Documentation and Transparency

Throughout the conversation, all three panelists highlighted the urgency of thorough and accessible documentation.

Jenson specifically focused on how thoughtful cultural leadership can help everyone understand what they are working on and why it matters. Gitlab, which fully documents everything their organization works on and makes much of this documentation public, has built an exemplary asynchronous work environment in which all workers consistently have a clear understanding of what’s going on. But Github is far from alone – in Jenson’s estimation, all of the most impactful asynchronous companies prioritize transparency and documentation to ensure that independent workers have everything they need.

Thorough documentation and transparency also help new hires understand the expectations that come with their role. By documenting all processes and procedures systematically, organizations create a comprehensive procedural handbook. Newer employees can then use this handbook to independently learn their roles, make decisions, and integrate themselves into new teams.

Ritualizing Practices

It may sound counterintuitive, but rituals are a critical component of effective asynchronous work environments. Wu recommended having meeting rituals, such as sharing agendas in advance so that individuals can prepare, leveraging chat functions, and sharing meeting recordings.

Nelson also practices her own set of personal rituals to optimize her asynchronous work: she schedules a 4PM walk everyday, and she regularly makes an active effort to chat with someone from her organization or industry who she has not already met. On an organization-wide scale, Nelson encourages the ritualization of meeting-free Fridays, and Monday morning priority list sharing amongst all organization members.

Complete Understanding and Buy-In to Tools

Having the right tools is essential for building a productive asynchronous work environment, but it doesn’t amount to much if employees aren’t fully bought into those tools. Nelson recalled a leader in her organization simply stating, “If you want me, reach me on Slack, I am off Teams,” during a period when her organization was transitioning between collaboration platforms. In the world of change management, this uncompromising mindset helps the team push past employees' individual preferences and do what is best for the organization at large.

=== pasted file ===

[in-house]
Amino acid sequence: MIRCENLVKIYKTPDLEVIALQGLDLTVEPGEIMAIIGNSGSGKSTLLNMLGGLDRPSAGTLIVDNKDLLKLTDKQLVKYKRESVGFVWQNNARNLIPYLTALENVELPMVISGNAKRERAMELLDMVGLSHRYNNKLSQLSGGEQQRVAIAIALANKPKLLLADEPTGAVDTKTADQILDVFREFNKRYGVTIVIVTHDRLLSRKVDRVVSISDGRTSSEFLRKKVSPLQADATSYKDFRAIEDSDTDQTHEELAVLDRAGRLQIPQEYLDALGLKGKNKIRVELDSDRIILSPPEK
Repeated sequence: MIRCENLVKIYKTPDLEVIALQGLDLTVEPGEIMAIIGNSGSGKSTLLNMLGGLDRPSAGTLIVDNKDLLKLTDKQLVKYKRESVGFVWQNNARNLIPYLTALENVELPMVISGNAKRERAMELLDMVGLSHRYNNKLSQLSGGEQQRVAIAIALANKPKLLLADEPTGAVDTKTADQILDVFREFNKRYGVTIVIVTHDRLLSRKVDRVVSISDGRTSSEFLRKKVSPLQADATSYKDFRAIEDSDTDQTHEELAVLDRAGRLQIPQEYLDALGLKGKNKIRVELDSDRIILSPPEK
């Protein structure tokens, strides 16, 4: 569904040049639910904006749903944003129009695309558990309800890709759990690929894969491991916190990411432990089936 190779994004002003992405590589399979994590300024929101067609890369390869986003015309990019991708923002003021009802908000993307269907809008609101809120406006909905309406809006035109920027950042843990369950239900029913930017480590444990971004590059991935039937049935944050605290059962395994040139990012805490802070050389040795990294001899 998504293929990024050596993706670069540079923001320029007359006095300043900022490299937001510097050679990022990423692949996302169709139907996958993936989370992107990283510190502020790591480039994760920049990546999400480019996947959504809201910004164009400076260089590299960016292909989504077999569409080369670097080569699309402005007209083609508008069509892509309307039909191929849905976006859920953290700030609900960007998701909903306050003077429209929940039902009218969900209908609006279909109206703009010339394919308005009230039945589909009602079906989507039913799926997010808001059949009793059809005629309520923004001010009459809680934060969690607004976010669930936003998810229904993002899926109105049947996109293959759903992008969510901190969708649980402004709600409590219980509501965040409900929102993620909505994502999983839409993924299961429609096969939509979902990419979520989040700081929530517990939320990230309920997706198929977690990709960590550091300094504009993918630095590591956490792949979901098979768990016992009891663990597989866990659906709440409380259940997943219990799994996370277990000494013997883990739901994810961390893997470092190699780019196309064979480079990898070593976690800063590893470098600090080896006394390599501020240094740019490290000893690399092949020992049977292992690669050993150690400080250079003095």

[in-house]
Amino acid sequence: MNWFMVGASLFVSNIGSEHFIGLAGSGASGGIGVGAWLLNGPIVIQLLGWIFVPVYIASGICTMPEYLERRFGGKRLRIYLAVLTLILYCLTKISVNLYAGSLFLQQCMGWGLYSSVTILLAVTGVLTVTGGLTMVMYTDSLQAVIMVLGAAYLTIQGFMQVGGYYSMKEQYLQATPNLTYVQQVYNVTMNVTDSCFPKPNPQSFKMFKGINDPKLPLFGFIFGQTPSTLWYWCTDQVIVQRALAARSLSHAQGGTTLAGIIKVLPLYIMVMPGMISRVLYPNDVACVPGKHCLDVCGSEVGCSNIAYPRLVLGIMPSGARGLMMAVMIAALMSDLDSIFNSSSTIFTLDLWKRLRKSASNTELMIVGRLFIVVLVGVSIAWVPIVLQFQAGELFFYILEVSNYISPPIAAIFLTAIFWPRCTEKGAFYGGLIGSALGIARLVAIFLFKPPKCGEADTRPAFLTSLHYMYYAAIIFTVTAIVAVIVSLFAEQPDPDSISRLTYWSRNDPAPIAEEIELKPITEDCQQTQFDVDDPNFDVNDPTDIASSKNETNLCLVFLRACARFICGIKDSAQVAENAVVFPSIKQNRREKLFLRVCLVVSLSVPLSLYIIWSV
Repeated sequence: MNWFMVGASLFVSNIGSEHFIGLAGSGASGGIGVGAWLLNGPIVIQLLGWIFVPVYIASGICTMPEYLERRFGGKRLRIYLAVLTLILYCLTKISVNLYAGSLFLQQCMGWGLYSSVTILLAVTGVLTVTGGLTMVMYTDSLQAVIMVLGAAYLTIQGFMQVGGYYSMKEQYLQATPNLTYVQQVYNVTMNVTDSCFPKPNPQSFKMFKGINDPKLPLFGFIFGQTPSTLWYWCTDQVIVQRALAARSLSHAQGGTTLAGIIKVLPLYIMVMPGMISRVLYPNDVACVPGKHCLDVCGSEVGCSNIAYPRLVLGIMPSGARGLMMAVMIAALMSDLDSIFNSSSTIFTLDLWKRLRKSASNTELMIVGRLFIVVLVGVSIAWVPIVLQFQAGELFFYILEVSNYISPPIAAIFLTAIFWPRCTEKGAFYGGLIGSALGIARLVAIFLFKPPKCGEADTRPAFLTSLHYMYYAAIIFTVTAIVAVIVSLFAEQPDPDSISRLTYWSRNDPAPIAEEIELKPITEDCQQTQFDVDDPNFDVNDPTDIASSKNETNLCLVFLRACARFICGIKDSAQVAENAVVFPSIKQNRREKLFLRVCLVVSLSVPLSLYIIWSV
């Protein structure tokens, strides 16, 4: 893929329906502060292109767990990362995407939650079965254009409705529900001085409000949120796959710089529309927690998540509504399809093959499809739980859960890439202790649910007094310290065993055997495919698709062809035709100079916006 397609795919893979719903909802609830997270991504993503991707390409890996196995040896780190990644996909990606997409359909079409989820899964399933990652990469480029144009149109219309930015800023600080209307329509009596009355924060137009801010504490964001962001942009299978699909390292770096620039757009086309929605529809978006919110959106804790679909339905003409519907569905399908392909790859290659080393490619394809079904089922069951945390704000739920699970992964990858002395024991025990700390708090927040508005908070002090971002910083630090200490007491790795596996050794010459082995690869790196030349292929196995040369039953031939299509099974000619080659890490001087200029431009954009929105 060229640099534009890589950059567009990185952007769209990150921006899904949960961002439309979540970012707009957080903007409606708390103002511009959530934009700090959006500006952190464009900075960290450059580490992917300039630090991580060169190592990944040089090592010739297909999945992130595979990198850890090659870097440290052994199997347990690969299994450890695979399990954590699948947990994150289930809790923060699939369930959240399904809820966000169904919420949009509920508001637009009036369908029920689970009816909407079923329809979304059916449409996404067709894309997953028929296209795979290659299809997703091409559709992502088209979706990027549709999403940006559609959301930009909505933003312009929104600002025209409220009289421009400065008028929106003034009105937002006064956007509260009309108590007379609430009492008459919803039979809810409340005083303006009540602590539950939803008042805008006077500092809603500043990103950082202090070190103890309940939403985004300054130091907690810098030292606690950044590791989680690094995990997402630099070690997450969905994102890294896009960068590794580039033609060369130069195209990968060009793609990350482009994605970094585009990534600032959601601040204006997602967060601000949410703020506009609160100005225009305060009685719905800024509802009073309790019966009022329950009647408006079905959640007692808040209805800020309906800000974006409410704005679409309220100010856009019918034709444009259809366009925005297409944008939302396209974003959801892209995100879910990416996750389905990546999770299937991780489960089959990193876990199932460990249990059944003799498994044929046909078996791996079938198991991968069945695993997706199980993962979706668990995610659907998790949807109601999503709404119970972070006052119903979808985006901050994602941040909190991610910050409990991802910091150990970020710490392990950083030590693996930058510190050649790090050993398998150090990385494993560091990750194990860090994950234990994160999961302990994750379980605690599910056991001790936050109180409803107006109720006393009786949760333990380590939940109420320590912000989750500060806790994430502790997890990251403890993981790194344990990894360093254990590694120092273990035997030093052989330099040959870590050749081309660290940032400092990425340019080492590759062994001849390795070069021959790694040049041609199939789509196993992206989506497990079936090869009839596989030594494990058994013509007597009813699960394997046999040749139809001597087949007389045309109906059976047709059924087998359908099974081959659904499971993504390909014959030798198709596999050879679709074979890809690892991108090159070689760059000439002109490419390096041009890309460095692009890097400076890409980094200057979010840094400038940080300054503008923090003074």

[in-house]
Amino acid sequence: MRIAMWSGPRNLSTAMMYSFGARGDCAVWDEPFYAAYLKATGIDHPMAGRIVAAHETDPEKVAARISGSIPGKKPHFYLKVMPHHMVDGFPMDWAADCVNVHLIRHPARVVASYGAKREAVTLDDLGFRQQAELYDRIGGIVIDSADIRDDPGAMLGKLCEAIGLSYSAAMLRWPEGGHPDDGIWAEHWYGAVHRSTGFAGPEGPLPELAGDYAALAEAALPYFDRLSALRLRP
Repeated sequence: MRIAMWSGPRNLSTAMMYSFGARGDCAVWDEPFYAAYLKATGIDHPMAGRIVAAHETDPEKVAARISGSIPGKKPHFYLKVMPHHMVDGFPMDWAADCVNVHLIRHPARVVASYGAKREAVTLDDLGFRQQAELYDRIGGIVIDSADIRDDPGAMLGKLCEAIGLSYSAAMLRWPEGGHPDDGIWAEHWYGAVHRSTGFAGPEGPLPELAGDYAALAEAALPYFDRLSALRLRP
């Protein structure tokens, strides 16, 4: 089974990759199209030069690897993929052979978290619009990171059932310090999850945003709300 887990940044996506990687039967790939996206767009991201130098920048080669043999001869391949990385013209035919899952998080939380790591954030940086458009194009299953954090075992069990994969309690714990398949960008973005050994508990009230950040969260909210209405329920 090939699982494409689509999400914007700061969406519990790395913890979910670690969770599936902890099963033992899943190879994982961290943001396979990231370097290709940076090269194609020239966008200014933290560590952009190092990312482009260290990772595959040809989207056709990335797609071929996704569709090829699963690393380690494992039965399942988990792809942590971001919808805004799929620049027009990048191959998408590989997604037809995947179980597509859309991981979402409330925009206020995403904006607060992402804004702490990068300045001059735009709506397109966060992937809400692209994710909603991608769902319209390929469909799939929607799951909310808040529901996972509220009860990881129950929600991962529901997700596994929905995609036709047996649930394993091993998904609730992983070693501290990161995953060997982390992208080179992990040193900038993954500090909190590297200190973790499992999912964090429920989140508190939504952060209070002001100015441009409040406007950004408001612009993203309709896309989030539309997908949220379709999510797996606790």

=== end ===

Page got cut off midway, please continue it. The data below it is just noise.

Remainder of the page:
Jenson agreed that employees’ acceptance of a tool is far more imperative than any of that tool’s capabilities:

"It's not the tool, it's the culture around it. If people don't use it or use it incorrectly, it's meaningless.”

Networking Intentionality

By scheduling recurring intentional networking time, Nelson and others like her are preventing the siloed work systems that are sometimes common in asynchronous teams. Nelson cited 18F as an example of an organization that has successfully avoided the decline in networking that often occurs when organizations become asynchronous. 18F has accomplished this by scheduling coffee chats that are expressly intended to build bonds between co-workers and maintain a collective workplace “why.”

When building the ideal asynchronous or synchronous workplace, it’s vital that organizations collect and utilize real-time data. In our next webinar, "Getting Unstuck: From Analysis Paralysis to Data-Driven Transformation", we’ll explore some of the most effective methods for putting workplace research to use. Join us on December 14th.